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I am using an Exim 4 server to send email out to a few customers, I am no linux guru but it works well.

One customer uses AppRiver, an we have been told we need to enable pipelining so they don't treat our email as spam. I spent hours googling trying to find out to enable this feature, but I cannot work out how. As far as I can tell it is enabled by default.

Can anyone help?

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migrated from stackoverflow.com Nov 2 '12 at 2:04

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Pipelining is an ESMTP feature; can you verify that exim is using esmtp to deliver to them? You should be able to see in exim's mainlog file (it should specify the specific form of smtp used in each delivery). –  itsbruce Nov 1 '12 at 22:00

1 Answer 1

First, the word "pipelining" has two meanings in SMTP.

  1. PIPELINING commands = an smtp client connects and just blasts the EHLO, MAIL FROM, RCPT TO, and DATA commands all at once (exim refers to this as command synchronization)
  2. PIPELINING messages = an smtp client connects and sends several messages per connection.

It sounds like they are speaking about #2. According to http://www.exim.org/exim-html-current/doc/html/spec_html/ch41.html#SECTmulmessam, with regards to pipelining to hosts over TLS connections:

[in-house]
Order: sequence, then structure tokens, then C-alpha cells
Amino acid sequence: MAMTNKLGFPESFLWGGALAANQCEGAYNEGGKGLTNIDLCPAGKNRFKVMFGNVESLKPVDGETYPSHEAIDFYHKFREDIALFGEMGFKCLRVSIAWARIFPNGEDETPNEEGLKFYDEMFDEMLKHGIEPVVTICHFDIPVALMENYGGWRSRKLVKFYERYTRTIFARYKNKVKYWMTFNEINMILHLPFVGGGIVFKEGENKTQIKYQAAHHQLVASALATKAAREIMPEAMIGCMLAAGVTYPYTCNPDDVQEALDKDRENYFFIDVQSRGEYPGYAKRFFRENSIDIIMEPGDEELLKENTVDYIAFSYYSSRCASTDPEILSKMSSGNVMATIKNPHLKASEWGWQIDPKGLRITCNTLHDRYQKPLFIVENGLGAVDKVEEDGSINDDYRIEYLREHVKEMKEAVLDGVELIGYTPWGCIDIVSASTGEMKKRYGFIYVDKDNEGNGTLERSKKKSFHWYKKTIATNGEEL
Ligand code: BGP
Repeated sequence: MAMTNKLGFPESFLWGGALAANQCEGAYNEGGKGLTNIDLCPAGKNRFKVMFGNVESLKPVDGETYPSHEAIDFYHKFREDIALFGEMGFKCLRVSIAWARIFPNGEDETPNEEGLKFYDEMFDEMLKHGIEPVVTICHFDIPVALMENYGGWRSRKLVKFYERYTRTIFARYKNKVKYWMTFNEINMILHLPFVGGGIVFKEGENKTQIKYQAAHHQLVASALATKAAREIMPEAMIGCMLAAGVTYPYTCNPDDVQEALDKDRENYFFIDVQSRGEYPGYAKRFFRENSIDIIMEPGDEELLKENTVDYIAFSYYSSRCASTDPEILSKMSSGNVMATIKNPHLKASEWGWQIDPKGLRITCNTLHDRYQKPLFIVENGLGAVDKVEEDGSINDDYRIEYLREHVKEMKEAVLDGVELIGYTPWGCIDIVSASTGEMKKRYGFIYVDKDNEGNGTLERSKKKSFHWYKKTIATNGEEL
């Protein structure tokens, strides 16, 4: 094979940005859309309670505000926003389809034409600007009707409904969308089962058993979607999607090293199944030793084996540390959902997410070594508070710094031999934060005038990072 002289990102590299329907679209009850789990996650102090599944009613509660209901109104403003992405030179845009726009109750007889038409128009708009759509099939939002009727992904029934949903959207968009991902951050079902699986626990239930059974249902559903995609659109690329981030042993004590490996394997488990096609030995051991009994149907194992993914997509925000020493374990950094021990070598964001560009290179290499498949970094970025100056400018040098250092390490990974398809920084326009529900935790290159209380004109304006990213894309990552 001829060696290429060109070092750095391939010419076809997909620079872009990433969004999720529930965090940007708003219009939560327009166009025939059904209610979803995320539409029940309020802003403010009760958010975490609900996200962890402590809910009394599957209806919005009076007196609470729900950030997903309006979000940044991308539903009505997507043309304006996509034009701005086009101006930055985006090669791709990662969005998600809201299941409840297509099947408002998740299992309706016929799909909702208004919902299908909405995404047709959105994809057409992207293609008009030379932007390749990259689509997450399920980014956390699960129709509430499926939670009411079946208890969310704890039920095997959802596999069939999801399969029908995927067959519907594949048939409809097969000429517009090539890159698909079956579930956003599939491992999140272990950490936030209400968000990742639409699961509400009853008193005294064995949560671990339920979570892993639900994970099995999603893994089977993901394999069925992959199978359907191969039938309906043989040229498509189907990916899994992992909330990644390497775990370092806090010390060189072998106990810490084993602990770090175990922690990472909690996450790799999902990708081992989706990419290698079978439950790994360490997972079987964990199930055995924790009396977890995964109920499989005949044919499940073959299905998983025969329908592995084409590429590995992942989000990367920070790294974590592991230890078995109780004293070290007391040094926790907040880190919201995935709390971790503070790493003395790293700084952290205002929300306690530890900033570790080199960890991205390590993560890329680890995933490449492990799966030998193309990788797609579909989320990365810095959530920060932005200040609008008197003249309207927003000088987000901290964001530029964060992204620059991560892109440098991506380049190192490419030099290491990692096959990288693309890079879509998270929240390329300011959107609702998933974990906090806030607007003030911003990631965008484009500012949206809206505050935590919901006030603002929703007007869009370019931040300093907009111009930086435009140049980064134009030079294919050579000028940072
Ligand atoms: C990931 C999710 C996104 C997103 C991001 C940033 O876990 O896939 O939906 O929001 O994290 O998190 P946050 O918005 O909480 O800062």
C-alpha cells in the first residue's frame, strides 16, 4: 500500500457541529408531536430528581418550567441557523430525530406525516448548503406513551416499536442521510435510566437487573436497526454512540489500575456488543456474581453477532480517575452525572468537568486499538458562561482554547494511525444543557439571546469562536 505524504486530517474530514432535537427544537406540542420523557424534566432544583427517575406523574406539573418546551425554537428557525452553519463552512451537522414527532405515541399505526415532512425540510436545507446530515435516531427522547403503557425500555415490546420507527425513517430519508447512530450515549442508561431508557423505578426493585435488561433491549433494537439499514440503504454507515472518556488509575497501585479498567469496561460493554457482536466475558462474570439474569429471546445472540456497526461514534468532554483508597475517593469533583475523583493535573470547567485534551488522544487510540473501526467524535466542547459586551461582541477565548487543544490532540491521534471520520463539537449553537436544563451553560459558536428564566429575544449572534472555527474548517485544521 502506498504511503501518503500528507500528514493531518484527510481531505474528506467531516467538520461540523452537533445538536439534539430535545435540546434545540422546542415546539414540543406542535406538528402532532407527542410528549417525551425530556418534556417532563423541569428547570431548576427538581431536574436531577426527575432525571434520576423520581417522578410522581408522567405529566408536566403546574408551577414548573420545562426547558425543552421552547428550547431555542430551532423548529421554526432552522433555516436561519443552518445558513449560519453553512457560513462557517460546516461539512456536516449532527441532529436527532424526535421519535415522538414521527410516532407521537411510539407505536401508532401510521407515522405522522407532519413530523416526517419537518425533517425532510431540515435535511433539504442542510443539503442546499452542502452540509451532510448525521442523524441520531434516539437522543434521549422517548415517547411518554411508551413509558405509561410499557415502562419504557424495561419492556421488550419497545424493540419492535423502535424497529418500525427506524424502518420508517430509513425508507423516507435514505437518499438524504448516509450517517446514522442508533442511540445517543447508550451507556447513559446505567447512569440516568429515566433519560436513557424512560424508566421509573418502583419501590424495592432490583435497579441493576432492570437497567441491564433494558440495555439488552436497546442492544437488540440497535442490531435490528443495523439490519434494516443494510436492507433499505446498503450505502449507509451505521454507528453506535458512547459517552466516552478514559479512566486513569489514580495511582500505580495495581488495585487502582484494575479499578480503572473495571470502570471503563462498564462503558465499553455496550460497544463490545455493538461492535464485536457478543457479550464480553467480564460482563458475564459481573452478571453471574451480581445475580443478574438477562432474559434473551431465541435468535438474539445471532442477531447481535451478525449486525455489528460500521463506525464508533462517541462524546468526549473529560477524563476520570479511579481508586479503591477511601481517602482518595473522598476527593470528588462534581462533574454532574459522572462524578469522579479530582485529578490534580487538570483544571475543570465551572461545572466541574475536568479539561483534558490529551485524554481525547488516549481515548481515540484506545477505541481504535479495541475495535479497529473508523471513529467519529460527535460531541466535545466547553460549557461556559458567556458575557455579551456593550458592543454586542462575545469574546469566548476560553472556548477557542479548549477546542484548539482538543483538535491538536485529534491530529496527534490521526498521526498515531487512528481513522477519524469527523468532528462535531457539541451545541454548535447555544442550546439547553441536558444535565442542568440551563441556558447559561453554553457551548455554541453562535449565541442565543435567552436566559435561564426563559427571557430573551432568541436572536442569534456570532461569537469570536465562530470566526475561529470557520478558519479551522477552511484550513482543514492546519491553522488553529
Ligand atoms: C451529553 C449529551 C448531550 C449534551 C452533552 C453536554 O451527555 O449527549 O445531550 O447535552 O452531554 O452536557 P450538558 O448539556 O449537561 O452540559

Exim sends multiple messages down the same TCP/IP connection by starting up an entirely new delivery process for each message, passing the socket from one process to the next. This implementation does not fit well with the use of TLS, because there is quite a lot of state information associated with a TLS connection, not just a socket identification. Passing all the state information to a new process is not feasible. Consequently, Exim shuts down an existing TLS session before passing the socket to a new process. The new process may then try to start a new TLS session, and if successful, may try to re-authenticate if AUTH is in use, before sending the next message.

What that means is instead of what you expect:

connect->starttls->msg1->msg2->...msgX->quit

Exim does this:

connect->starttls->msg1->end_session->starttls->msg2->end_session...->quit

The above is from memory, I can't recall if "end_session" included disconnecting or not. But I helped a guy troubleshoot this behavior once in IRC and he figured out that the above paragraph meant that it wouldn't pipeline in the first way described if STARTTLS was used to encrypt the session. So unfortunately, the only comment I have is that if you force no TLS for this particular host, it should start pipelining the way they want it, but I feel that is not a good answer at all as I believe all email transfers should be encrypted.

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although here unrelated, for meaning #1 i found the following: control = no_enfore_sync to relax exim4s enforcement of how a client speaks to him. should be used in an acl, i.e. acl_smtp_connect –  frisbee23 Feb 6 '13 at 10:47

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